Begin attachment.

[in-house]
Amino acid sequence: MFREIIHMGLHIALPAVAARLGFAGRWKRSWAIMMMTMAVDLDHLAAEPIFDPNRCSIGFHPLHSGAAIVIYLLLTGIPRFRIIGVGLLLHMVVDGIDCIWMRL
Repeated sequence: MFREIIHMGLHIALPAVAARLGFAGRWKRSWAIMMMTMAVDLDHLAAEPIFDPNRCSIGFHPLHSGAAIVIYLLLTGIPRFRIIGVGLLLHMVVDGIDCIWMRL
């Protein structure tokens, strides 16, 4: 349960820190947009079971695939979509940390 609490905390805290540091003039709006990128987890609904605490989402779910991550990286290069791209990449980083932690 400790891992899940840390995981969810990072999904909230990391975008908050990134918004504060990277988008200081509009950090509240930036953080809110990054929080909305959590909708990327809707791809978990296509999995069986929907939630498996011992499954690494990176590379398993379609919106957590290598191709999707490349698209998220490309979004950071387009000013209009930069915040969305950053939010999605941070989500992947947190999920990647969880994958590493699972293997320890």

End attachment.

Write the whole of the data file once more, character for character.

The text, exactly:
[in-house]
Amino acid sequence: MFREIIHMGLHIALPAVAARLGFAGRWKRSWAIMMMTMAVDLDHLAAEPIFDPNRCSIGFHPLHSGAAIVIYLLLTGIPRFRIIGVGLLLHMVVDGIDCIWMRL
Repeated sequence: MFREIIHMGLHIALPAVAARLGFAGRWKRSWAIMMMTMAVDLDHLAAEPIFDPNRCSIGFHPLHSGAAIVIYLLLTGIPRFRIIGVGLLLHMVVDGIDCIWMRL
């Protein structure tokens, strides 16, 4: 349960820190947009079971695939979509940390 609490905390805290540091003039709006990128987890609904605490989402779910991550990286290069791209990449980083932690 400790891992899940840390995981969810990072999904909230990391975008908050990134918004504060990277988008200081509009950090509240930036953080809110990054929080909305959590909708990327809707791809978990296509999995069986929907939630498996011992499954690494990176590379398993379609919106957590290598191709999707490349698209998220490309979004950071387009000013209009930069915040969305950053939010999605941070989500992947947190999920990647969880994958590493699972293997320890």